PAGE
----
The Consumer Financial Protection Bureau introduced some back-to-the-basics, common sense, mortgage rules nationwide last week to prevent irresponsible loan practices.
The rules are simple: lenders have to make sure that a buyer can afford their mortgage payment. That means verifying income, assets, debts, credit history and other important financial information. And underwriters can no longer approve loans based on teaser rates.
Most lenders have already been verifying the ability to pay, said Elias Del Gado, a loan officer with Stearns Home Loans in Fresno. Now, it’s more official, he said.
Then there’s the qualified mortgage rule designed to protect consumers. These mortgages cannot include risky features such as interest-only payments or terms longer than 30 years.
These mortgages are available to borrowers with a debt-to-income ratio below 43%, which means that the total of their monthly mortgage payment, plus other fixed debts like car loans, is not more than 43% of their monthly gross income.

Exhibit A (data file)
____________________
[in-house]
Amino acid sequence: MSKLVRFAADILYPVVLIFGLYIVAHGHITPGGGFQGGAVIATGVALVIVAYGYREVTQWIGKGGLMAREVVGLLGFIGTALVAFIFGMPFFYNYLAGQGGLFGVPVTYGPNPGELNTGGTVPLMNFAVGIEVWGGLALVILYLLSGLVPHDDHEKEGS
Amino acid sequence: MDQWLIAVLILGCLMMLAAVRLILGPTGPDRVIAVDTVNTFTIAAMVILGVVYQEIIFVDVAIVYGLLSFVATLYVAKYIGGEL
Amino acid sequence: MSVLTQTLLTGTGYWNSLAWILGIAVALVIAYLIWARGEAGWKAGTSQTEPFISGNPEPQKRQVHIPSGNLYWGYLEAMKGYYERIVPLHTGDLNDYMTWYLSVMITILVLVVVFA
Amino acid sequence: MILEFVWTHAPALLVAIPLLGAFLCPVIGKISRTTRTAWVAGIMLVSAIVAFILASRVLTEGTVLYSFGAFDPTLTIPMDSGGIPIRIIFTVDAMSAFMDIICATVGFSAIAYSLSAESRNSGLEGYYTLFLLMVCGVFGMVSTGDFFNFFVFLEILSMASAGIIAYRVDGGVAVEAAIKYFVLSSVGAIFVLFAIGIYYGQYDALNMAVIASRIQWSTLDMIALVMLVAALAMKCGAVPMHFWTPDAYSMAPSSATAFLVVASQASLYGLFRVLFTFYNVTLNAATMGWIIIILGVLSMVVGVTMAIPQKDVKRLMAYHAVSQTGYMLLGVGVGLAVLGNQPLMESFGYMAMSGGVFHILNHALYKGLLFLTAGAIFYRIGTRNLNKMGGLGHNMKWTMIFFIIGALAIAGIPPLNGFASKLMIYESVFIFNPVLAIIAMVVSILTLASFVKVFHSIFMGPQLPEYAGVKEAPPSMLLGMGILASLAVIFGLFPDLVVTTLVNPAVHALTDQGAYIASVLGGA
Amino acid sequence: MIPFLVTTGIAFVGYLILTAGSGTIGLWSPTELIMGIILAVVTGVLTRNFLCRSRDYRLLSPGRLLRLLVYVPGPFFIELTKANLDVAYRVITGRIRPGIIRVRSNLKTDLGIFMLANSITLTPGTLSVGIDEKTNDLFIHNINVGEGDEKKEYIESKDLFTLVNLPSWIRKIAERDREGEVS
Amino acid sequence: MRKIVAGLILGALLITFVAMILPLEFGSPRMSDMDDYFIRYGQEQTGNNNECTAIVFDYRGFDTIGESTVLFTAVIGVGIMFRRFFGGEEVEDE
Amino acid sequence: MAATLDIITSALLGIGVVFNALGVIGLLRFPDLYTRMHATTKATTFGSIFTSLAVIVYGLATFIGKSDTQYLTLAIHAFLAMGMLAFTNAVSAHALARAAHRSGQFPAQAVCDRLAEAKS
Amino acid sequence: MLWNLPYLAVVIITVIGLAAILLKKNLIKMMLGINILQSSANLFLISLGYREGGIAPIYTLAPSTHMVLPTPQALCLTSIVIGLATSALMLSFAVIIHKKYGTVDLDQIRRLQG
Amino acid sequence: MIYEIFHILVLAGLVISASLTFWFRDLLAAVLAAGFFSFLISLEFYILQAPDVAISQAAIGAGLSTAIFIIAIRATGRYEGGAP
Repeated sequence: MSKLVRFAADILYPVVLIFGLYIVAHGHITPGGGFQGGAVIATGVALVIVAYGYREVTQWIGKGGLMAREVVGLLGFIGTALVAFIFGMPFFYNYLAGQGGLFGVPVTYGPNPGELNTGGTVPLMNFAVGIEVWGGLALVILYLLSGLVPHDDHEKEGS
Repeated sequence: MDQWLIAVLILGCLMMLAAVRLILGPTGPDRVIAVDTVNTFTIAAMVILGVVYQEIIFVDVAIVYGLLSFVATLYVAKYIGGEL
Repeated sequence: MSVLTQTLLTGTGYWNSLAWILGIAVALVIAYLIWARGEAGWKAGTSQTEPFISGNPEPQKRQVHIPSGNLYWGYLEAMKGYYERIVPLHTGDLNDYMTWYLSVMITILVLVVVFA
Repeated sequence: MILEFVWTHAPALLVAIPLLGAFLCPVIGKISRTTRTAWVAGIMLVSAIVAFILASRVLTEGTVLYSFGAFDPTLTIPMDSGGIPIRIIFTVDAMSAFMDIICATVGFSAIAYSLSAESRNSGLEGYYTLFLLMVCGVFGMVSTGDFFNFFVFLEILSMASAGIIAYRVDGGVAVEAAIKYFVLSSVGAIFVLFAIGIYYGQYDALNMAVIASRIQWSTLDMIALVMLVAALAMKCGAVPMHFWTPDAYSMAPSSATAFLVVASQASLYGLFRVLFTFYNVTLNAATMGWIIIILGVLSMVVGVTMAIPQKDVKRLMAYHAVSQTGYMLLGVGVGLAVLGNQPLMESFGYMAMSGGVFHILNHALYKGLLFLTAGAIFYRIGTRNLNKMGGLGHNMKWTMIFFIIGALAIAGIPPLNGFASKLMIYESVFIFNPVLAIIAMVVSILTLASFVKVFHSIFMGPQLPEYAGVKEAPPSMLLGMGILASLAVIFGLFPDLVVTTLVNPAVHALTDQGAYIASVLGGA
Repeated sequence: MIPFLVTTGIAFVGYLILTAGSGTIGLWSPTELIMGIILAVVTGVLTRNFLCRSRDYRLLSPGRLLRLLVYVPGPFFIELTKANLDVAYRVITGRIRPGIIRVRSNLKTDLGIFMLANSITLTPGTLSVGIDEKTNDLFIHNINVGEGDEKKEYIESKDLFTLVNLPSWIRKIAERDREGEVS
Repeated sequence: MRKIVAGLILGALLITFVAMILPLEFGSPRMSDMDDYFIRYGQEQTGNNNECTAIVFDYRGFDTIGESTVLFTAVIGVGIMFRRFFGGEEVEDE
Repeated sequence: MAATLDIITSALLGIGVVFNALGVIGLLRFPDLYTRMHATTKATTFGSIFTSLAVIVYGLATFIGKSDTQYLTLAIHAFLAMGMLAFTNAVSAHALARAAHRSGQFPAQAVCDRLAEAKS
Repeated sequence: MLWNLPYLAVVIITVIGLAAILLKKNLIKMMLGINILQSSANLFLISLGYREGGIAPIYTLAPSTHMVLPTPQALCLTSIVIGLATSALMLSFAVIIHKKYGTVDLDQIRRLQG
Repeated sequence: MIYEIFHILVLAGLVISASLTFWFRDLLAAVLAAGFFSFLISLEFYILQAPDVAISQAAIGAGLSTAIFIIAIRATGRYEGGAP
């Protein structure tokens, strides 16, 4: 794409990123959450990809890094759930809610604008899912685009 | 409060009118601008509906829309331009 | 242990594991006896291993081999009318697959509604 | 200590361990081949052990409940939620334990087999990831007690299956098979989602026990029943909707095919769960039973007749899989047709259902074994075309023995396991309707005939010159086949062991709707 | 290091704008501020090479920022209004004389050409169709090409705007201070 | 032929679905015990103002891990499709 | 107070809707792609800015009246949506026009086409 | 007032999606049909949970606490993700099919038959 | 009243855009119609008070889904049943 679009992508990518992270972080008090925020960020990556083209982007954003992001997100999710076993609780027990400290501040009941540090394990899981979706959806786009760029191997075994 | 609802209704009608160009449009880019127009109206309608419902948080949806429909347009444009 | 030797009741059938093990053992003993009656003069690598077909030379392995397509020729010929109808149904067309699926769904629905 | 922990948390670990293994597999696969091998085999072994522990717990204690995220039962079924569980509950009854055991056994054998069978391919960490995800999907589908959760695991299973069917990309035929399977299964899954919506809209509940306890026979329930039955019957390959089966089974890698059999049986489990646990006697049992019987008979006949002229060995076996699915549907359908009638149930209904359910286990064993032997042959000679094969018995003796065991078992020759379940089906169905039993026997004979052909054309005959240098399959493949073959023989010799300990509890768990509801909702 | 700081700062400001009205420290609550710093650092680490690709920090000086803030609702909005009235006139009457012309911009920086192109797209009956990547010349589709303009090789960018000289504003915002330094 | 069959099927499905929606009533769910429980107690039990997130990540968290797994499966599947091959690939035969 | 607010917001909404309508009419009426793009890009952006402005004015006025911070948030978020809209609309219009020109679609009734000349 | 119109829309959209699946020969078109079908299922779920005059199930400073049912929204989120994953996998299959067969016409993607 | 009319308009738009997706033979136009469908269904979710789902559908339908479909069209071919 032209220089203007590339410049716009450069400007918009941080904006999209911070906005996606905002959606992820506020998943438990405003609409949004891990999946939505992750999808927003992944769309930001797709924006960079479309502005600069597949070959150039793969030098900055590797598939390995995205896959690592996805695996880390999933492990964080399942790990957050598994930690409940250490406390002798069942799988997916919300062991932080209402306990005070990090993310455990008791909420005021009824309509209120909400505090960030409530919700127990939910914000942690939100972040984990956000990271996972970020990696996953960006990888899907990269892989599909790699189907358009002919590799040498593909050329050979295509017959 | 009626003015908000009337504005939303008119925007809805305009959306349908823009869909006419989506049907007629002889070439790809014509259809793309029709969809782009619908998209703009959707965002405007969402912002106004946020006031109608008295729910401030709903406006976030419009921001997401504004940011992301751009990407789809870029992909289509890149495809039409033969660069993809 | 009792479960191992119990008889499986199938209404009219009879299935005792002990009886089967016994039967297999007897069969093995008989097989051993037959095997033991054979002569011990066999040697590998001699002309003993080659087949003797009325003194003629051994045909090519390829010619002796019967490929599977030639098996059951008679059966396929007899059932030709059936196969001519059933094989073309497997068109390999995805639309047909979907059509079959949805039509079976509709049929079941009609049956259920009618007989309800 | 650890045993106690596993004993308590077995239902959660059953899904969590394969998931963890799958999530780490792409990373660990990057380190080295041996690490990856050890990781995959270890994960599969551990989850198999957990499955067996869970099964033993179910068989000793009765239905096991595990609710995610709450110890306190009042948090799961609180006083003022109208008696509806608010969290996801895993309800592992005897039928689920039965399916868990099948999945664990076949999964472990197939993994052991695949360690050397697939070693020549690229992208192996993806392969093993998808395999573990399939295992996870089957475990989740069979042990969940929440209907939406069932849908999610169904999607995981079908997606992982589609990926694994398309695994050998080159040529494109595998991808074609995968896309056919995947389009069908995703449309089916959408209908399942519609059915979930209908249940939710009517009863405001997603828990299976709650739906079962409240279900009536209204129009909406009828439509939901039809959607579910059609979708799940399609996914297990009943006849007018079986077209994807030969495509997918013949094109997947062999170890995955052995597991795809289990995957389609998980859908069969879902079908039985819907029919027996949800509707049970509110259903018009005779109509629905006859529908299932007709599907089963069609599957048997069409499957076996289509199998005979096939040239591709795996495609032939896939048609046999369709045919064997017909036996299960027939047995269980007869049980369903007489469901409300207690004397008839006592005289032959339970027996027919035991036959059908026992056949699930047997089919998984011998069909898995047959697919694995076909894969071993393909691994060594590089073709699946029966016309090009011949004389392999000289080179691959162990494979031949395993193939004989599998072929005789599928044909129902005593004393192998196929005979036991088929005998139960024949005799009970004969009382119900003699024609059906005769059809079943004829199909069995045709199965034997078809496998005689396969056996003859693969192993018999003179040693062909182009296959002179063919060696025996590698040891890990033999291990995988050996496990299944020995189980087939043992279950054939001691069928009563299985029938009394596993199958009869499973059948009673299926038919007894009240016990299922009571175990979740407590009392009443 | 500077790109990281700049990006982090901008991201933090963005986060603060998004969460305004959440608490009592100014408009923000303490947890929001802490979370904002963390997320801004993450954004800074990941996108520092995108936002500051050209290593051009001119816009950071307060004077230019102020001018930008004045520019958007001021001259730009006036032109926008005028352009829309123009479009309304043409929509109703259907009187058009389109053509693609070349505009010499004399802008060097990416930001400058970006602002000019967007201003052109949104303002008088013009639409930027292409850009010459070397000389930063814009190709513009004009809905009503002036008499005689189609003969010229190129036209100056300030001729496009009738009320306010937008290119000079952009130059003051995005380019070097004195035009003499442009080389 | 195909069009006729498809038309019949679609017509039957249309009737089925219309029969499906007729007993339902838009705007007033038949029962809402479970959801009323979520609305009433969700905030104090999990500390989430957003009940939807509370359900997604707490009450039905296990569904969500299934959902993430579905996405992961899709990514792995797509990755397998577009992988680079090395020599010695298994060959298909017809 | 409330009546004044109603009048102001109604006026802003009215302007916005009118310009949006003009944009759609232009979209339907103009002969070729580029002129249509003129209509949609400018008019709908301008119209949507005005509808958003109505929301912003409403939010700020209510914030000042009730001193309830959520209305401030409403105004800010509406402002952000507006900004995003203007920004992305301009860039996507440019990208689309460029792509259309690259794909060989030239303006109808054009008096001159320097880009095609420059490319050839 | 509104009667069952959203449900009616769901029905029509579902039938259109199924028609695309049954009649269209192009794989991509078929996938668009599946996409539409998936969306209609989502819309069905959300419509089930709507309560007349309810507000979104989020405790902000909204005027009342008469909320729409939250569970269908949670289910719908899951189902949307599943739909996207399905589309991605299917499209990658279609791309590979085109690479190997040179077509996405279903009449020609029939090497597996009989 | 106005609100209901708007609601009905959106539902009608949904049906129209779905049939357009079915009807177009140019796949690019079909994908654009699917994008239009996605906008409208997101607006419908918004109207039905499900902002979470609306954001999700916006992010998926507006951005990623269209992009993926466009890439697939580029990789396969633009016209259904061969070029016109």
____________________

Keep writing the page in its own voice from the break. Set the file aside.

Lastly, the new rules give consumers more power to get information about their loans. Lenders have to communicate better with mortgage-holders by providing periodic mortgage statements and responding to written inquiries quickly.
“I’m all for getting rid of loans that should never had been made,” said John Shore, executive director of the Community Housing Council of Fresno. “It’s when we got away from making sure people had the ability to make a payment that we started to fall apart. Quite frankly, if you don’t qualify you shouldn’t get a loan.”